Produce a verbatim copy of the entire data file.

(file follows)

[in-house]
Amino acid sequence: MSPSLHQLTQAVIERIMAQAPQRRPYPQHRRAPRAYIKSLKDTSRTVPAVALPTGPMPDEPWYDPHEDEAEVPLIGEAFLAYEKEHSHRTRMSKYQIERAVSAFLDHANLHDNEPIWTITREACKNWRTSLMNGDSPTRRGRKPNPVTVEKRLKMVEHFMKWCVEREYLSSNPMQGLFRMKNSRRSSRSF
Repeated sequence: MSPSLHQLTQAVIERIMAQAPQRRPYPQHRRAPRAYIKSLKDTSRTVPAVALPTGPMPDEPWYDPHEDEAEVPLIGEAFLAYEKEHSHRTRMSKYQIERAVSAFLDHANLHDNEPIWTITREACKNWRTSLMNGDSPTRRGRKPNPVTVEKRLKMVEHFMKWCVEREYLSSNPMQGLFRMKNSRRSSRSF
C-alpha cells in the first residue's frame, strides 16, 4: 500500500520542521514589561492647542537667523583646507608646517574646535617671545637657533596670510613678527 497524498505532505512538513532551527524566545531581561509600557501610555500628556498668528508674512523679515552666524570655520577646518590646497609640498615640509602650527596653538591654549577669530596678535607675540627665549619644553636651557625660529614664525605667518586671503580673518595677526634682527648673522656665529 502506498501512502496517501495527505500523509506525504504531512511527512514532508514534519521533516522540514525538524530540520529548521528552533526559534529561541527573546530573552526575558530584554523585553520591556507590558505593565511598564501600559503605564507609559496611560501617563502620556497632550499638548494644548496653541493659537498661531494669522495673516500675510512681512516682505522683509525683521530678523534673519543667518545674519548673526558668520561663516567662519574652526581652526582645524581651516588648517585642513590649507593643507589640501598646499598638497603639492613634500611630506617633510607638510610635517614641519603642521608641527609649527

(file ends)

[in-house]
Amino acid sequence: MSPSLHQLTQAVIERIMAQAPQRRPYPQHRRAPRAYIKSLKDTSRTVPAVALPTGPMPDEPWYDPHEDEAEVPLIGEAFLAYEKEHSHRTRMSKYQIERAVSAFLDHANLHDNEPIWTITREACKNWRTSLMNGDSPTRRGRKPNPVTVEKRLKMVEHFMKWCVEREYLSSNPMQGLFRMKNSRRSSRSF
Repeated sequence: MSPSLHQLTQAVIERIMAQAPQRRPYPQHRRAPRAYIKSLKDTSRTVPAVALPTGPMPDEPWYDPHEDEAEVPLIGEAFLAYEKEHSHRTRMSKYQIERAVSAFLDHANLHDNEPIWTITREACKNWRTSLMNGDSPTRRGRKPNPVTVEKRLKMVEHFMKWCVEREYLSSNPMQGLFRMKNSRRSSRSF
C-alpha cells in the first residue's frame, strides 16, 4: 500500500520542521514589561492647542537667523583646507608646517574646535617671545637657533596670510613678527 497524498505532505512538513532551527524566545531581561509600557501610555500628556498668528508674512523679515552666524570655520577646518590646497609640498615640509602650527596653538591654549577669530596678535607675540627665549619644553636651557625660529614664525605667518586671503580673518595677526634682527648673522656665529 502506498501512502496517501495527505500523509506525504504531512511527512514532508514534519521533516522540514525538524530540520529548521528552533526559534529561541527573546530573552526575558530584554523585553520591556507590558505593565511598564501600559503605564507609559496611560501617563502620556497632550499638548494644548496653541493659537498661531494669522495673516500675510512681512516682505522683509525683521530678523534673519543667518545674519548673526558668520561663516567662519574652526581652526582645524581651516588648517585642513590649507593643507589640501598646499598638497603639492613634500611630506617633510607638510610635517614641519603642521608641527609649527